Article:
Jake: Yeah. Okay. So there are a lot of risks to manage across their business. They don't have enough resources to manage them all, especially all of this strange cyber stuff, which may seem out of reach. Tell us the better way. Illuminate.

Kip: Yeah. Yeah. So this is what we found. Just by going into the market and helping people, we've found a way to help them become a more difficult target and to do it in a way that's business savvy, and I think that's so important. It has to be business savvy. We cannot bind them by putting their feet in concrete, right? So this approach that we've come up with, it's a three-step process, and we call it a cyber risk management action plan. That's what comes out from these three steps that we follow, is an action plan designed to reduce cyber risk. So it's three steps. Let me tell you what the three steps are.

So the first step is, what are your top cyber risks? How can we identify what they are? The second step is, okay, now that we know what your top cyber risks are, we're going to bring in our expertise, and we're going to figure out how to mitigate those risks. When we do that, what we're doing is we're looking at who you are as a company, your unique business model. Then we're pairing that with what we know works from experience, practically what works. So we have a little catalog of things that we know that work, that deliver lots of business value when you use them. So these are dollars very well spent.

We're also keeping an eye on the criminals, right? Because as I write about in my book, Fire Doesn't Innovate, they're always figuring out new ways to attack us. That means we have to defend ourselves differently over time, and so we keep an eye on that too. So we mash up those three data sources, and we use that to finish step number two, which is creating a business savvy cyber risk management action plan.

Then step three is we mitigate those... Or sorry, we implement those mitigations, and we do that together with our customers. One of the ways we do that is we have a deployment kit. So every mitigation that we recommend, we're going to be giving them either a plan for getting that mitigation done, a template document that they're going to use to make that mitigation happen, or maybe some kind of procedure that they're going to modify and implement. So these are minimum viable items in a deployment kit that's going to make it a very business savvy result.

The other thing we realized, Jake, about serving SMB is that we have to be very, very careful about how many resources we consume. So to do steps one and two, to identify top risks and then create the CR map, that is what we call it, it doesn't take any more than six hours of our customer's time over three weeks. Just six hours over the course of three weeks. That's the commitment. The feedback we're getting is that's totally reasonable. People can do that. We schedule all that time up in advance. That way there's no time spent trying to figure out where to fit meetings into calendars.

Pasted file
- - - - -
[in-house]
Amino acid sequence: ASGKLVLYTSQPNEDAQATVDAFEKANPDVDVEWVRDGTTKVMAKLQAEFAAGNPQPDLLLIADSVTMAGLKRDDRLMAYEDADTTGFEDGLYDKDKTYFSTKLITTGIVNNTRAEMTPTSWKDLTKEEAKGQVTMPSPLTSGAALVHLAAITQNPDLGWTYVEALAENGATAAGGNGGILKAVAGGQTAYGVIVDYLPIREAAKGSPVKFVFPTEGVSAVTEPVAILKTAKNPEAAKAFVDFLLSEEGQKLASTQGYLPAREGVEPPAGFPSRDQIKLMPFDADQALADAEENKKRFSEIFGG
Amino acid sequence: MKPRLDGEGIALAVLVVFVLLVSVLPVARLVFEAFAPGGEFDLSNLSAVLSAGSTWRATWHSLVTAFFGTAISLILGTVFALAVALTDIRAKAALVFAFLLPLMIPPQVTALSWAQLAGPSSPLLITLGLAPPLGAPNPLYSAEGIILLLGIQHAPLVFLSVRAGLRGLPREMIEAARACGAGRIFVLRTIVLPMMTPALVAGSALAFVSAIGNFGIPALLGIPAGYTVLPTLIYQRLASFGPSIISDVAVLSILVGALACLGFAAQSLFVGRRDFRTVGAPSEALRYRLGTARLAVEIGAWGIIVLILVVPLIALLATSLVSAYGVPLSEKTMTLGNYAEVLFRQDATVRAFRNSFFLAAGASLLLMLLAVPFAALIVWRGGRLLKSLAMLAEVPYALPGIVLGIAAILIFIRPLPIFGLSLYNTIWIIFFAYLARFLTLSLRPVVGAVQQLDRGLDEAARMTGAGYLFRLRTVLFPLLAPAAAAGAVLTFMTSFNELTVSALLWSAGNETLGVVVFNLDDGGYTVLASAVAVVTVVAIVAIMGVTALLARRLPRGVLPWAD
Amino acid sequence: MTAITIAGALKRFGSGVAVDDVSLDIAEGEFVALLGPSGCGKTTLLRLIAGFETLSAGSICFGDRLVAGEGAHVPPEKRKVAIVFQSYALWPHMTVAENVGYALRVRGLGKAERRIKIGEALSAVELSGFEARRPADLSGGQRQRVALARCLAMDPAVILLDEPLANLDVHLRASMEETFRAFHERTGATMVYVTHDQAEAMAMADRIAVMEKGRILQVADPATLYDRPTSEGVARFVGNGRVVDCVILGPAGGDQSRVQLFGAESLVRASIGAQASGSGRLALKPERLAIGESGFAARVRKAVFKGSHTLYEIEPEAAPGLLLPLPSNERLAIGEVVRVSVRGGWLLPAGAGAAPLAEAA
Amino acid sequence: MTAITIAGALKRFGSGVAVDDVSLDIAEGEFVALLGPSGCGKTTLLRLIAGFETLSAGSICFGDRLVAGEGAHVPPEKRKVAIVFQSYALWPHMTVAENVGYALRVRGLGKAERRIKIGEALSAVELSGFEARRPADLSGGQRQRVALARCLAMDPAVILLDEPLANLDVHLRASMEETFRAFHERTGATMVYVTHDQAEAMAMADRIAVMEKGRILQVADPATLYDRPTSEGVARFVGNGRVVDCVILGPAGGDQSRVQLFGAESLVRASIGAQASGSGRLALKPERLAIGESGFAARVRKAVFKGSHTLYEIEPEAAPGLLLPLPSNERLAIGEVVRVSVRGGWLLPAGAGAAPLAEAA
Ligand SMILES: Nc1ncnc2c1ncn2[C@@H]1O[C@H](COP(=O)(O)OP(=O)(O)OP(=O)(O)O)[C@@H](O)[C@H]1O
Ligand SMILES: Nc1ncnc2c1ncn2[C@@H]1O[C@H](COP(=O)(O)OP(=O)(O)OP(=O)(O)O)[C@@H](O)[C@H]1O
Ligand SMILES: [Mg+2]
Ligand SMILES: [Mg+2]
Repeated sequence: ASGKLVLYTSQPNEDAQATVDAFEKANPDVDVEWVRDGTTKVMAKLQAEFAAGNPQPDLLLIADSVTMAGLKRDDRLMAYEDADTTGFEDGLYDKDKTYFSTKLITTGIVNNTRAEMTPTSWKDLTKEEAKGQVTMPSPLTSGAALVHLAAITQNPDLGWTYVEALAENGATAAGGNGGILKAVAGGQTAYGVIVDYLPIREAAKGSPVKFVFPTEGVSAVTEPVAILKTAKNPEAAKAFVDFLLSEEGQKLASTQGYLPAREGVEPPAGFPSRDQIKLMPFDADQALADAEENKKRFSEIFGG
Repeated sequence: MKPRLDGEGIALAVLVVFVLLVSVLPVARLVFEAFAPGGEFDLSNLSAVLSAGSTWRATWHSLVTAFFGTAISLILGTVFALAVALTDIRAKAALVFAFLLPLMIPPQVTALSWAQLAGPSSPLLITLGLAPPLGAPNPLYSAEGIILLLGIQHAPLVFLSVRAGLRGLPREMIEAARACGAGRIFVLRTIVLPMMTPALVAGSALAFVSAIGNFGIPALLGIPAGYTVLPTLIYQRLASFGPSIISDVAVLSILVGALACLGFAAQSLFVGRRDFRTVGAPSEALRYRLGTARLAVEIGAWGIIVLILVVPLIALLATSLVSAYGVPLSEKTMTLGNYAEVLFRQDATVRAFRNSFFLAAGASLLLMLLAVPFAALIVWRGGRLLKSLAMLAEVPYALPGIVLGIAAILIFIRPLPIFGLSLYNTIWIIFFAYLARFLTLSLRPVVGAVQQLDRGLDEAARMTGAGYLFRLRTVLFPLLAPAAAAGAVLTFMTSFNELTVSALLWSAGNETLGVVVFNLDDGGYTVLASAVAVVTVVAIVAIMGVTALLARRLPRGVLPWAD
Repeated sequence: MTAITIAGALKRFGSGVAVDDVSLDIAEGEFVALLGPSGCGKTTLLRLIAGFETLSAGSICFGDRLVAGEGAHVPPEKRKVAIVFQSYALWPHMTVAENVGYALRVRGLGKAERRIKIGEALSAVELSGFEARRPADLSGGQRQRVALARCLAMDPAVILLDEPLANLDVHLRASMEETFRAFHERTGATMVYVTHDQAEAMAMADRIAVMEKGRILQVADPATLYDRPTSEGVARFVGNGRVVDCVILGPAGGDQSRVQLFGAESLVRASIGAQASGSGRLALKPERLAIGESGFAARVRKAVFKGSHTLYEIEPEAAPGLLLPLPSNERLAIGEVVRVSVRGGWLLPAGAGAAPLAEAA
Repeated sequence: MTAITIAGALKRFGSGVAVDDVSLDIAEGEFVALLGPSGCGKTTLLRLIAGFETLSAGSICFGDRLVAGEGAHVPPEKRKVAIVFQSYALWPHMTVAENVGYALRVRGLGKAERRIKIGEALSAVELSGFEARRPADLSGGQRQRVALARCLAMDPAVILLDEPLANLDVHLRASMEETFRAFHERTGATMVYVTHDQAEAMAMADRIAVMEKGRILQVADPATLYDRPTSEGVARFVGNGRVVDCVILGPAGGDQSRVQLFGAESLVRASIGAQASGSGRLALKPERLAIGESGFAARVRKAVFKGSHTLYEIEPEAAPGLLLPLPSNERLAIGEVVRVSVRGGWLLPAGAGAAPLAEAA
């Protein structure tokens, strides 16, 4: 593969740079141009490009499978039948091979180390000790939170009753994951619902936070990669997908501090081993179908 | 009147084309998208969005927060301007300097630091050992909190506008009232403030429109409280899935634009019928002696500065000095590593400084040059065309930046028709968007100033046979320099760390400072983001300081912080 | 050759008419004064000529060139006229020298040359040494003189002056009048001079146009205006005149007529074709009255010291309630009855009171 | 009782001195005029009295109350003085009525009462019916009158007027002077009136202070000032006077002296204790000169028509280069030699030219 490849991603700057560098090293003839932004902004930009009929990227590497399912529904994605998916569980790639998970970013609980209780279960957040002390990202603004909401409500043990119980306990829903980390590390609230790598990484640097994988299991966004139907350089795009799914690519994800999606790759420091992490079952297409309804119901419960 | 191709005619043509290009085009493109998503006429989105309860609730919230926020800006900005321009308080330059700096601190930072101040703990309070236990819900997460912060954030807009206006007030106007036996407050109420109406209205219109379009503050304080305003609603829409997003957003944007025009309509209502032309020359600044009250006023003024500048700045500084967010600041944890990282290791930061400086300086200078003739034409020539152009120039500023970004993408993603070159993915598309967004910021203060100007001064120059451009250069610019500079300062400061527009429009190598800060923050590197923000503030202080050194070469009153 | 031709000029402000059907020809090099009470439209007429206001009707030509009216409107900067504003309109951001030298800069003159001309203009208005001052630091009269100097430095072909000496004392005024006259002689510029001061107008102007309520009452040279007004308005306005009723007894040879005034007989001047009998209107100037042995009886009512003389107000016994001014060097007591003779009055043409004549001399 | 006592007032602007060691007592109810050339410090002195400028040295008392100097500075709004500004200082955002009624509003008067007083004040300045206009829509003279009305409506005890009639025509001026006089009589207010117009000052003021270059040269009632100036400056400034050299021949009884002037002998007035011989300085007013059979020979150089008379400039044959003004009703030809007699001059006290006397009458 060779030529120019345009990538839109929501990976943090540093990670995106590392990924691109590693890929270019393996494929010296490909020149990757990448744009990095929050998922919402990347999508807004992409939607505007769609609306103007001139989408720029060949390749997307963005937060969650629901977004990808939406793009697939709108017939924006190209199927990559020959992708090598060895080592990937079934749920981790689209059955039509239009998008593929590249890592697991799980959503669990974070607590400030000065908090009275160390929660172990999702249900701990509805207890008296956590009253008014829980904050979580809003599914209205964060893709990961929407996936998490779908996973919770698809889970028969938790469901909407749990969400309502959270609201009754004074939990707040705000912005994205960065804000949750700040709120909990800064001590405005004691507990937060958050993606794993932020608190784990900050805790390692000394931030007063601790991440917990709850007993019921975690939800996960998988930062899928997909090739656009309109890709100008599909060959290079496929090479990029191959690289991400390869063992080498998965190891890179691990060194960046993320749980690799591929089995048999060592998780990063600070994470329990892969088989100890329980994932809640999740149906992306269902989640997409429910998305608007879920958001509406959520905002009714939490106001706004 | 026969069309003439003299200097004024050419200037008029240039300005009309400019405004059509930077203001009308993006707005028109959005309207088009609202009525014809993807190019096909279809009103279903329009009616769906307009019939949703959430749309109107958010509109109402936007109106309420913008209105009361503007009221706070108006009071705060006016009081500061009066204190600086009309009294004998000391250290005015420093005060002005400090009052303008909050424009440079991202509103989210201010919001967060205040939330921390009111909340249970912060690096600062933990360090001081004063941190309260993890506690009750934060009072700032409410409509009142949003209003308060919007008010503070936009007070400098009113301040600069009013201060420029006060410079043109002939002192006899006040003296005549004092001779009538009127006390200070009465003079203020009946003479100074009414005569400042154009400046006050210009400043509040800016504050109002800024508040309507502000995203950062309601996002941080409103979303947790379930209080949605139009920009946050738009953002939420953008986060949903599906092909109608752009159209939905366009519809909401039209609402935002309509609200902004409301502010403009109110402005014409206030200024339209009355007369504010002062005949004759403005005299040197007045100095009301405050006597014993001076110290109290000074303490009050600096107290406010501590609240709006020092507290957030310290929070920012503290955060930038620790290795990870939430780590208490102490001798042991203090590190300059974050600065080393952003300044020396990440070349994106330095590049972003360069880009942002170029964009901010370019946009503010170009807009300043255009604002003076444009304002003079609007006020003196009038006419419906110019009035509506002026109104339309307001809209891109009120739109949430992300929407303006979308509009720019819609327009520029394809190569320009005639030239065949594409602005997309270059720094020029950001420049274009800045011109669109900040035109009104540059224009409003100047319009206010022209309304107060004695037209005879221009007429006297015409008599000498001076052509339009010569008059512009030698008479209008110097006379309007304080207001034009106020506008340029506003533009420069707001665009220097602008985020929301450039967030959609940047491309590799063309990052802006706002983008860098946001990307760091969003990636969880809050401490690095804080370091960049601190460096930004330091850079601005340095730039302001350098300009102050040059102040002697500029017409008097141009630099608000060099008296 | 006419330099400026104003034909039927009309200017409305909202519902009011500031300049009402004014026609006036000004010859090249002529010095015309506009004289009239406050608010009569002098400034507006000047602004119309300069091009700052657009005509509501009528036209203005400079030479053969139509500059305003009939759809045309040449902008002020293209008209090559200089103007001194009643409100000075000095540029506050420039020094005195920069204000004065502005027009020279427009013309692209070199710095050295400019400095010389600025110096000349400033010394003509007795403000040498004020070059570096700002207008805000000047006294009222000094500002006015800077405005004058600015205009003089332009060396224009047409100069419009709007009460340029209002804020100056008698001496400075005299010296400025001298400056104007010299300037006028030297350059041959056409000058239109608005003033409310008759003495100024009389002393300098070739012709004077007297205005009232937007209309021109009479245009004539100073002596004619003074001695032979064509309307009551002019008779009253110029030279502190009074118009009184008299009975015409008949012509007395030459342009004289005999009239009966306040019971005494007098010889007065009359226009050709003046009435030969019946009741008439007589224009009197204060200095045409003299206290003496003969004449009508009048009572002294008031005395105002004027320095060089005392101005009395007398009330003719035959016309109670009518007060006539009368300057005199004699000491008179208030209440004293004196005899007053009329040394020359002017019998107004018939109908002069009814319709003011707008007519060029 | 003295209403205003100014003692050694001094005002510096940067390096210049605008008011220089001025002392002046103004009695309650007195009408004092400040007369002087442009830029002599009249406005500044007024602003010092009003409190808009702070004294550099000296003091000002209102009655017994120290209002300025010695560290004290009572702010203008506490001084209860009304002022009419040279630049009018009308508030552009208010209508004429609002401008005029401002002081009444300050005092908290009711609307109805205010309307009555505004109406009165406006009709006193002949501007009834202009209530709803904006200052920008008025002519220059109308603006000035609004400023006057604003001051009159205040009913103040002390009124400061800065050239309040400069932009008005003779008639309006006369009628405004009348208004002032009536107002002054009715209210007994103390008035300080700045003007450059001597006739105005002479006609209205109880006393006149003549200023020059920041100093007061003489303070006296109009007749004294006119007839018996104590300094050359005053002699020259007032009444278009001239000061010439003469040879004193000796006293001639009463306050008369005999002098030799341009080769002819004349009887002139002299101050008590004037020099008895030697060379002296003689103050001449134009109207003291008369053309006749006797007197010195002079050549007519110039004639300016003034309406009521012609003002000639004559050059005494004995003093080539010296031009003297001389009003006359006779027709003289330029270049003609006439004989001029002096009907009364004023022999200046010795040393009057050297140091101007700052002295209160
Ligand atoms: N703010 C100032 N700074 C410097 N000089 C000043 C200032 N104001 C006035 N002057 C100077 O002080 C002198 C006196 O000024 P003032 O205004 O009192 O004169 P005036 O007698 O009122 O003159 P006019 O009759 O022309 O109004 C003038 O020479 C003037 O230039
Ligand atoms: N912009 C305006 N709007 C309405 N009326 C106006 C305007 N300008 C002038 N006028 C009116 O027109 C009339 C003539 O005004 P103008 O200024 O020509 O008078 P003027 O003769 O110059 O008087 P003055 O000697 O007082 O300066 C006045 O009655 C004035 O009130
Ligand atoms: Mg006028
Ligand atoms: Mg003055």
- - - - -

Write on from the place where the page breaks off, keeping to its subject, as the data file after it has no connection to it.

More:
Jake: It feels like it would be somewhat inexcusable as an SMB owner to not spend six hours over three weeks to potentially avert disaster.

Kip: We've talked a lot about reasonable cybersecurity. What's reasonable, right? People want to practice reasonable cybersecurity. We're obligated to do that by our regulatory bodies. The Federal Trade Commission, which regulates all commerce in the United States, expects us to practice reasonable cybersecurity. But I think for SMBs, that has been elusive. What is reasonable? So yeah, I think it's reasonable to spend six hours over three weeks trying to figure out what to do.

Step three, when we do the mitigations, when we actually implement them, so now you've got a deployment kit, so you've got a leg up on everything, and you can decide how much time you want to allocate to implementing. You could say, "We want all this done in three months, nine months or a year." I don't think that it really matters how much time you take to implement the mitigation plan, but I think what matters is you need to get on that journey. You need to get going and establish some momentum. That's what we're what we're doing. You know what? People are telling us they like it.

Jake: Yeah, and that makes perfect sense. As we've already talked about, a typical SMB is not going to be specifically targeted by the nation states with unlimited resources. They're really looking to be exploited as a target of opportunity discovered by automated tools or just a standard business email compromise attempt. You make them a difficult target by creating a custom cyber risk management action plan. We talked about how that works. Talk a little bit more about the actual CR map, the cyber risk management action plan. When it's finished, they're set up for success because why? What do they have?

Kip: So let's talk about what do you get. So I've talked about how we do it. Okay, set that aside for a second. You know it's lightweight. So there's really five things that they're going to get. So the first is, they're going to get a prioritized cost effective cyber mitigation plan, right? So it's prioritized and it's cost effective. Most of the mitigations cost nothing. You don't have to write a check. You just have to make some changes. That's what our deployment kit helps you figure out how to do. So that's the first thing.